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Athletic fees are a large, and sometimes hidden, cost at colleges

Parents pay $12,323 for their children to attend the Virginia Military Institute. This includes includes an athletic fee of $1,362, which is lumped into a larger auxiliary fee.
Parents pay $12,323 for their children to attend the Virginia Military Institute. This includes includes an athletic fee of $1,362, which is lumped into a larger auxiliary fee. (Stephanie Gross For The Washington Post)

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By Daniel de Vise
Washington Post staff writer
Sunday, October 24, 2010; 10:14 PM

Of the $9,855 in undergraduate tuition and fees charged to Virginia residents this academic year by Longwood University in Farmville, $2,022 - about one-fifth - covers a single fee for athletics.

Athletic fees are a large - and occasionally hidden - cost of public higher education in Virginia and Maryland. The athletic fee is the largest single item charged to undergraduate students at many Maryland and Virginia public universities, apart from tuition, according to figures from state education agencies. Fees at some Virginia schools rank among the highest in the nation.

And some families might not realize they are paying them.

The $2,022 fee charged by Longwood is not mentioned on the school's Web page devoted to tuition and fees. All that's listed is a single figure for tuition, fees and living expenses. Radford University doesn't list its $1,077 athletic fee on its tuition and fees page. Christopher Newport University's $1,147 athletic fee is included within a single "tuition" figure on its Web site. Four-figure athletic fees at James Madison and Old Dominion universities and Virginia Military Institute are not listed on their tuition and fees pages.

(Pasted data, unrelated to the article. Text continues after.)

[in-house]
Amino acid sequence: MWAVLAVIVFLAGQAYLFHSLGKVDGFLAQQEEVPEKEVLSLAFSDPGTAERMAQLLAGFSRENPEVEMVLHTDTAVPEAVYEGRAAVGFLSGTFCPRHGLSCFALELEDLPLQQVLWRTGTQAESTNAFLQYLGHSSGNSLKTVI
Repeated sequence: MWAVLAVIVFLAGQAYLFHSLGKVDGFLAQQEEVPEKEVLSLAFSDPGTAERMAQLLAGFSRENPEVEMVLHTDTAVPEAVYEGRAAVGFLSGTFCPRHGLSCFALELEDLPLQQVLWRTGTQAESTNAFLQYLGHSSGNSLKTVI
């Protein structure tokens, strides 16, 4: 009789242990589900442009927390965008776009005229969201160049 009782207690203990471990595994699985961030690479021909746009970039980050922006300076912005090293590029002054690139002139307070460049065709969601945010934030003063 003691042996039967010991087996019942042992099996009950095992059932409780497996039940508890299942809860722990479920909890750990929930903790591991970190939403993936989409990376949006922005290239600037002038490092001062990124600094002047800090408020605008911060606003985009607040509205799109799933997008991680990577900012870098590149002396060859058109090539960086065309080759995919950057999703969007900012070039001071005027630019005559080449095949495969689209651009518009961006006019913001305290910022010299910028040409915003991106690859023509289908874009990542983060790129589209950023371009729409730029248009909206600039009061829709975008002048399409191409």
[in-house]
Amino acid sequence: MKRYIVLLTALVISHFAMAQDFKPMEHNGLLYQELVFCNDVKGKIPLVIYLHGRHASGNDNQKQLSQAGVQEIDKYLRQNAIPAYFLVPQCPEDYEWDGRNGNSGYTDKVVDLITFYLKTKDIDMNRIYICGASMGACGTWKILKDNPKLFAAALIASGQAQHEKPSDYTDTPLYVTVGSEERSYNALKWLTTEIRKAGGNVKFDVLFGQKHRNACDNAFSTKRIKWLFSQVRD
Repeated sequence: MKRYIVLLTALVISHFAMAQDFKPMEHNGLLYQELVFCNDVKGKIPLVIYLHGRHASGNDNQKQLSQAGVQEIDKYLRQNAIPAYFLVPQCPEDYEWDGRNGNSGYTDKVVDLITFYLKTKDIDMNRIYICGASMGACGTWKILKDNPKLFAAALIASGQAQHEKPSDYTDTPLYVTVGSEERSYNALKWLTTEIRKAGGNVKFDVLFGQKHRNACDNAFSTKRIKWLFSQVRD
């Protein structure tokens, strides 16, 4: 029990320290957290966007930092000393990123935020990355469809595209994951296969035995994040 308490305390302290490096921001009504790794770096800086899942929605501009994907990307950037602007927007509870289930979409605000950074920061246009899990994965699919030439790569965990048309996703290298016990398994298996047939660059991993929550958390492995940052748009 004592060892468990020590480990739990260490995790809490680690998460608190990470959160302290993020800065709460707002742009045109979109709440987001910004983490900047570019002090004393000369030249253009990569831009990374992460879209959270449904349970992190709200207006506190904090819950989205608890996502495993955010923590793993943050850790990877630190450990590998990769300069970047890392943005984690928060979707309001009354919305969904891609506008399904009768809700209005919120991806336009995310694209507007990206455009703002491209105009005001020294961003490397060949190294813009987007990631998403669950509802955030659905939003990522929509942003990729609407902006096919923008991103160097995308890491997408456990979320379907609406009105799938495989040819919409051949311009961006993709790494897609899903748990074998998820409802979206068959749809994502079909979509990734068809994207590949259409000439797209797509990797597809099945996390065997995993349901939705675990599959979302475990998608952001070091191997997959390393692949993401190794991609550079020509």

University leaders say that without the fee, they wouldn't be able to offer high-quality intercollegiate athletic programs. Schools with fewer students and deep-pocket donors have to charge correspondingly larger fees.

"I have 4,800 students. If I raise [the fee] by one dollar, I get $4,800," said Kathy Worster, vice president for administration and finance at Longwood.

School officials say they don't list individual fees on their Web sites out of concern for burying parents in minutiae. The schools generally report prices as a comprehensive fee - a single figure that represents everything a student should expect to pay.

"What we're saying is, this is our total cost for our total experience," Worster said.

Critics say parents might be surprised at how much of that cost goes toward athletics.

Nine public universities in Virginia charged athletic fees greater than $1,000 this year, to support athletic programs that could not support themselves. Three other Virginia schools and seven Maryland institutions charged students more than $500 apiece to shore up their athletics.

An analysis of undergraduate athletic fees at 14 Virginia universities finds that the average fee nearly doubled in 10 years, from $530 to $986.

"Folks assume all fees are nickel-and-dime stuff, that tuition is the main big-ticket item in going to college," said Terry Meyers, an English professor at the College of William and Mary who has emerged as a public critic of fees. "But athletic fees these days can sometimes be stunningly large. And they've grown that way partly because many institutions work hard to keep the fees hidden or obscured."


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